Environmental coexistence

By
November 1, 2016 21:48

The root of the problem, however, is the mindset of both Palestinians and Israelis who stubbornly refuse to cooperate freely on everyday issues such as sewage treatment.




Gaza City

Palestinians place sandbags as they try to prevent rain water from flooding their house following heavy rain in Gaza City November 27. (photo credit:REUTERS)

Every year around olive harvest season a certain ritual is repeated: Palestinian olive growers release immense quantities of refuse into the Nablus River, which connects to Nahal Alexander. The Nahal is polluted and there is much hand-wringing. This year the damage caused by the pollution was particularly severe and thousands of fish died, the rankness of their decomposing bodies filling the air. The cost of cleaning up Nahal Alexander is estimated at millions of shekels.

Compounding the frustration is that all of this could have been avoided.

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According to Gidon Bromberg, Israel director of Eco- Peace Middle East – a joint Israeli-Jordanian-Palestinian organization that has been dealing with regional water and environment issues for the past two decades – it would have cost the government a few hundred-thousand shekels to prevent the olive refuse from being dumped in the river. The Ministry of Environmental Protection and the Civil Administration could have simply collected the refuse from the Palestinians, and trucked it across the Green Line to have it disposed in a safe way.

The root of the problem, however, is the mindset of both Palestinians and Israelis who stubbornly refuse to cooperate freely on everyday issues such as sewage treatment, until all final-status matters have been solved between the sides. In the meantime, both Israelis and Palestinians suffer from this “all or nothing” approach.

Ostensibly, Israelis and Palestinians interact within frameworks set up under the aegis of the Oslo Accords, such as the Joint Water Committee. But these frameworks, which were designed to last at most five years until the sides solved their differences, are marred with bureaucracy.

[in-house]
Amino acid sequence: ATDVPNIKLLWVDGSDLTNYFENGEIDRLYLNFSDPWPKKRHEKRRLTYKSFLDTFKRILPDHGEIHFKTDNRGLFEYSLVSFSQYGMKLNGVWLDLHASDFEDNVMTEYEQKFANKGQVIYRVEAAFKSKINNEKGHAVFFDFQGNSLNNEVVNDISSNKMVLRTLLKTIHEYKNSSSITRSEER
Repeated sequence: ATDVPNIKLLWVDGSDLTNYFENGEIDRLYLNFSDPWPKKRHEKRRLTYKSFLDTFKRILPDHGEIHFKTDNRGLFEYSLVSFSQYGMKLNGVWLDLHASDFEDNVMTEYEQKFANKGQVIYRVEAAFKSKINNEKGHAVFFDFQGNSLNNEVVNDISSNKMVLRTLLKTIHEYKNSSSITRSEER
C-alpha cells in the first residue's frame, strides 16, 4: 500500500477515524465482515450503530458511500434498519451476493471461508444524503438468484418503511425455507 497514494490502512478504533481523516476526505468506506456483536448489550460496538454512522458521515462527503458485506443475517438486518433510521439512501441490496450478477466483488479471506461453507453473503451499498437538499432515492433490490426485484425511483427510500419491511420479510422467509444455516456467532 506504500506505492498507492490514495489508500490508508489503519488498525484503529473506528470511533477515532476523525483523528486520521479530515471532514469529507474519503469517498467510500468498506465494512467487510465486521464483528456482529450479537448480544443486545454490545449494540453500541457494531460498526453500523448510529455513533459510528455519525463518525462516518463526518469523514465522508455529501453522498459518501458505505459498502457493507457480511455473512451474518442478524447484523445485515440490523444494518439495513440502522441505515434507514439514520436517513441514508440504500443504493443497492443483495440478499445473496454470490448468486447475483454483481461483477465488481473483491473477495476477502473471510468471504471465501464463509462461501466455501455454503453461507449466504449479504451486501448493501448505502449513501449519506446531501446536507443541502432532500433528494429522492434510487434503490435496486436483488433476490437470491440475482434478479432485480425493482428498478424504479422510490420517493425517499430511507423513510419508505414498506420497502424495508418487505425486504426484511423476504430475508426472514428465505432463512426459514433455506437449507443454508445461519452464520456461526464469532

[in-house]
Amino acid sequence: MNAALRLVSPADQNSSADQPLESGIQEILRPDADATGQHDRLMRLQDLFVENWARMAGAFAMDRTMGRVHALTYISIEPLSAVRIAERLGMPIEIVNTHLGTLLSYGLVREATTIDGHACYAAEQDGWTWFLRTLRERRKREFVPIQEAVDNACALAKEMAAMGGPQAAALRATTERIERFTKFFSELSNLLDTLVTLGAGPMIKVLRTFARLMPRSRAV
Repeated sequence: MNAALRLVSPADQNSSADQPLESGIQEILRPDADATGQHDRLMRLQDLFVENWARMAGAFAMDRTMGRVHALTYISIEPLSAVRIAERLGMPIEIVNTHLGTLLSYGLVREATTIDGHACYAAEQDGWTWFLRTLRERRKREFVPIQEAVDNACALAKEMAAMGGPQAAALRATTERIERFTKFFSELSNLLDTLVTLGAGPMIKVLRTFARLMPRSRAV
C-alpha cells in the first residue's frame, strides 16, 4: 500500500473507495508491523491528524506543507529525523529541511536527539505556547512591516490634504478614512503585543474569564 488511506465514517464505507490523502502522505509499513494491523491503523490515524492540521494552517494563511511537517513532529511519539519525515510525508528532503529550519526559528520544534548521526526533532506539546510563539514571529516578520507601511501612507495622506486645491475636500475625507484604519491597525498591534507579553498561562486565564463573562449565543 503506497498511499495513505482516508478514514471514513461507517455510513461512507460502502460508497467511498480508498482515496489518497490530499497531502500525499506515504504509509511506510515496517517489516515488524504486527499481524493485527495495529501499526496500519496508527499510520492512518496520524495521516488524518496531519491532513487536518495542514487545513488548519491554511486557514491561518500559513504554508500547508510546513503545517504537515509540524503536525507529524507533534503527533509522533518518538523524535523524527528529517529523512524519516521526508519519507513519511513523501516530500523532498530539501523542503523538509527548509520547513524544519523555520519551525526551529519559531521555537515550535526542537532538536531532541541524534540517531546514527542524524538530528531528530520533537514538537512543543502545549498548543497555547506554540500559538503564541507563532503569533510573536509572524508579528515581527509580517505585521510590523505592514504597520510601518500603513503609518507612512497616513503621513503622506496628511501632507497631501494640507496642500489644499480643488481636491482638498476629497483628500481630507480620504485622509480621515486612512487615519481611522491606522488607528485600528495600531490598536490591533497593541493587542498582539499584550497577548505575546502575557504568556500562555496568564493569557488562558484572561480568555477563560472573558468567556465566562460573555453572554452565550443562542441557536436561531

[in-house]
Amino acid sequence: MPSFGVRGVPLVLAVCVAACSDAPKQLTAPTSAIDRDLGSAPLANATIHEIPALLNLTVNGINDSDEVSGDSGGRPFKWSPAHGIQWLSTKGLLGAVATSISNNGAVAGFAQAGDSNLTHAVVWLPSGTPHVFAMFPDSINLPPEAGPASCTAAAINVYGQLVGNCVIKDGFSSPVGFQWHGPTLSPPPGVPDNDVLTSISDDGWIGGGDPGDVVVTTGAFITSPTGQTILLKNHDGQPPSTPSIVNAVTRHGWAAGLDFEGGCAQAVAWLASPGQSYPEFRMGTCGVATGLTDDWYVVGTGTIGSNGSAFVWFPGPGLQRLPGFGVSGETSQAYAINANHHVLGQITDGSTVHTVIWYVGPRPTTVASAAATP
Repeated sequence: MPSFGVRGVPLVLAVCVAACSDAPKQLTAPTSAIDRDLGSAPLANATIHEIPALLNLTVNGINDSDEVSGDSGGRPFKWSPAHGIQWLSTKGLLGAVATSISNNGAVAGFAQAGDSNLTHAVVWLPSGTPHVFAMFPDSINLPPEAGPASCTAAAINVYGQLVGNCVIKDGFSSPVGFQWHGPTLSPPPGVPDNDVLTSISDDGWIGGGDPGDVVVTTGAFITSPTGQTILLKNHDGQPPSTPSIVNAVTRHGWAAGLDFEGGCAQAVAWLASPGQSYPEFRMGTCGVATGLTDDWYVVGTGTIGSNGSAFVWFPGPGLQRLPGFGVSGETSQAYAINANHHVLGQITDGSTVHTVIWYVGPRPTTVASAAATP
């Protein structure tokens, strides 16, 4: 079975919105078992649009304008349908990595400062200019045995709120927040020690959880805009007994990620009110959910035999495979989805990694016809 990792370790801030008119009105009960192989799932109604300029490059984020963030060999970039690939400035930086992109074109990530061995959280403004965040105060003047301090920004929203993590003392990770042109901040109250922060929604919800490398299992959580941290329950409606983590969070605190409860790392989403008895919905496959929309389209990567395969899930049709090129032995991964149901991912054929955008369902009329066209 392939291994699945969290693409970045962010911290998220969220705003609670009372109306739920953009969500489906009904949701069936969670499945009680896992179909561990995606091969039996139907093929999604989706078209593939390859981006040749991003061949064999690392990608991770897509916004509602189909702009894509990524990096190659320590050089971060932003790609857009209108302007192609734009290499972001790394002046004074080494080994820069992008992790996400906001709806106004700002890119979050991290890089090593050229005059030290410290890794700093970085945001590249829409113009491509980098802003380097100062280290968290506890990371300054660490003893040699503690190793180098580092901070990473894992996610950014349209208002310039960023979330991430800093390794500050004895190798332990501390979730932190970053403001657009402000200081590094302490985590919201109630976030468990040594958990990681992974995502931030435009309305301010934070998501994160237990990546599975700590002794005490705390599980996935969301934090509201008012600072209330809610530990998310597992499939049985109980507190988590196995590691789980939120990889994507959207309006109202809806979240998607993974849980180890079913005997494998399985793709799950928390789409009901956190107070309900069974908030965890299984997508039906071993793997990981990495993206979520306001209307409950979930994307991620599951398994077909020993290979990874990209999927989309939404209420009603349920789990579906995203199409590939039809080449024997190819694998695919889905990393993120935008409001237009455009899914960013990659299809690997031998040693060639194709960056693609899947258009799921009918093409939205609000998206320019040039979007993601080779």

Palestinians resist cooperating with Israelis because they see this as a means of perpetuating and even legitimizing the Jewish state. Israel, meanwhile, has security concerns, albeit legitimate, which often harms the possibility for cooperation.

Israelis blame the Palestinians for disposing of their sewage in an irresponsible way, while at the same time imposing constraints on the construction of sewage treatment plants.

Palestinians blame Israelis for denying them the autonomy to treat their sewage, while creating a political atmosphere in which real dialogue and coexistence is impossible.

The time has come for a paradigm switch. Israelis and Palestinians must begin to realize that they are both responsible for one another as neighbors.

When a Palestinian factory in Hebron dumps its pollution in an irresponsible way, it has ramifications for both Palestinians and Israelis. The crisis in Gaza, which includes inadequate sewage treatment due to a lack of electricity, not only affects Gazans, it also has a negative impact on the beaches of Ashkelon.

Similarly, what olive growers have been doing with their olive waste in recent weeks has a direct impact on the beaches near Netanya.

There are no signs Israelis and Palestinians are getting closer to a peace settlement. If anything, the opposite is true. Hamas remains strong on the Palestinian street; the Palestinian leadership is split between the West Bank and Gaza; there have been no Palestinian elections on a national level in a decade; Palestinian incitement continues unabated.

But the failure to reach a final-status peace arrangement with the Palestinians should not prevent both sides from cooperating on matters of mutual interest, such as the environment.

The longer the sides postpone such cooperation, the greater the danger to the environment – on both sides of the Green Line. If Palestinians and Israelis can work together on issues such as sewage treatment, perhaps this will lead to cooperation in other fields as well such as trade, labor and infrastructure.

Over time, a “bottom up” approach might even lead to dialogue on the diplomatic level. Even if it does not, both sides will benefit from a cleaner, less polluted environment.

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